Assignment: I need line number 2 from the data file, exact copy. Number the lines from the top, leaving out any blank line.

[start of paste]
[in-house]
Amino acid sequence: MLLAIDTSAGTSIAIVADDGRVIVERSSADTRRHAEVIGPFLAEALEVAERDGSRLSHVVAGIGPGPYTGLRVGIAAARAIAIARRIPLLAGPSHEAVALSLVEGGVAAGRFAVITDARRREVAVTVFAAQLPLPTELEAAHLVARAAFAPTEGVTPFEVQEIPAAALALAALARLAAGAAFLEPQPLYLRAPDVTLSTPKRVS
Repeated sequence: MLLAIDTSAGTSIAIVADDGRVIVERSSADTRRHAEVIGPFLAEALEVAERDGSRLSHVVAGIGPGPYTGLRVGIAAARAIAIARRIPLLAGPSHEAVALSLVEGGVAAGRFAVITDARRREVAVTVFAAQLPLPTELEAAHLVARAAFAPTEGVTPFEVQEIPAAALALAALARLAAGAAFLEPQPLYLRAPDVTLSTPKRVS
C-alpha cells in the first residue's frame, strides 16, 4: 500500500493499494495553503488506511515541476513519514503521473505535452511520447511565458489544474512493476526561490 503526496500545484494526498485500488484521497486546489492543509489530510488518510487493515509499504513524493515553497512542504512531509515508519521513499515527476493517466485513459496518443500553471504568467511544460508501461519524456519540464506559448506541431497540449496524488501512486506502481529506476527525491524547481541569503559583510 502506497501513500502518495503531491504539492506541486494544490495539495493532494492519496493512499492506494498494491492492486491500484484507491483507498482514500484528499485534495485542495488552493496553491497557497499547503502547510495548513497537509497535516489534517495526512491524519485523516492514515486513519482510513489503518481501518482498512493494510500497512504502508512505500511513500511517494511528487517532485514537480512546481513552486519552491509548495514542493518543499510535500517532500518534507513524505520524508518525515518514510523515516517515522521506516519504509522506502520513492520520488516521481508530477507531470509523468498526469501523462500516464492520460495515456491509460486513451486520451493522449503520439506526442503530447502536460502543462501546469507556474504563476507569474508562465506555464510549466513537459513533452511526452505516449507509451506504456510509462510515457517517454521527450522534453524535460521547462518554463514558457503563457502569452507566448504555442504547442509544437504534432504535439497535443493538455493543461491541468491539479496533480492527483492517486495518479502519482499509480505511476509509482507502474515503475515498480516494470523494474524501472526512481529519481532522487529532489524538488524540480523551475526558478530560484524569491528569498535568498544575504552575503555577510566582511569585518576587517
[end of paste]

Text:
Amino acid sequence: MLLAIDTSAGTSIAIVADDGRVIVERSSADTRRHAEVIGPFLAEALEVAERDGSRLSHVVAGIGPGPYTGLRVGIAAARAIAIARRIPLLAGPSHEAVALSLVEGGVAAGRFAVITDARRREVAVTVFAAQLPLPTELEAAHLVARAAFAPTEGVTPFEVQEIPAAALALAALARLAAGAAFLEPQPLYLRAPDVTLSTPKRVS